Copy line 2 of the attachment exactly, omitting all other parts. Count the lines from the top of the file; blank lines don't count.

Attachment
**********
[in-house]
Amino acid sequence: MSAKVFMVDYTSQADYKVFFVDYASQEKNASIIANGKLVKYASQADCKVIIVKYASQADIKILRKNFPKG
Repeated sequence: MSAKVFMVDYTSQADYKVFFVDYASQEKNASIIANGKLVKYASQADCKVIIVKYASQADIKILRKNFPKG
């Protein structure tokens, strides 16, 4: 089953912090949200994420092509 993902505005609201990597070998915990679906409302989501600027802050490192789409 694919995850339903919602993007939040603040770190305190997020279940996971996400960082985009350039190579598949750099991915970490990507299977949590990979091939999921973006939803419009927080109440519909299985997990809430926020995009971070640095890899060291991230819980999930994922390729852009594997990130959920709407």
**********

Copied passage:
Amino acid sequence: MSAKVFMVDYTSQADYKVFFVDYASQEKNASIIANGKLVKYASQADCKVIIVKYASQADIKILRKNFPKG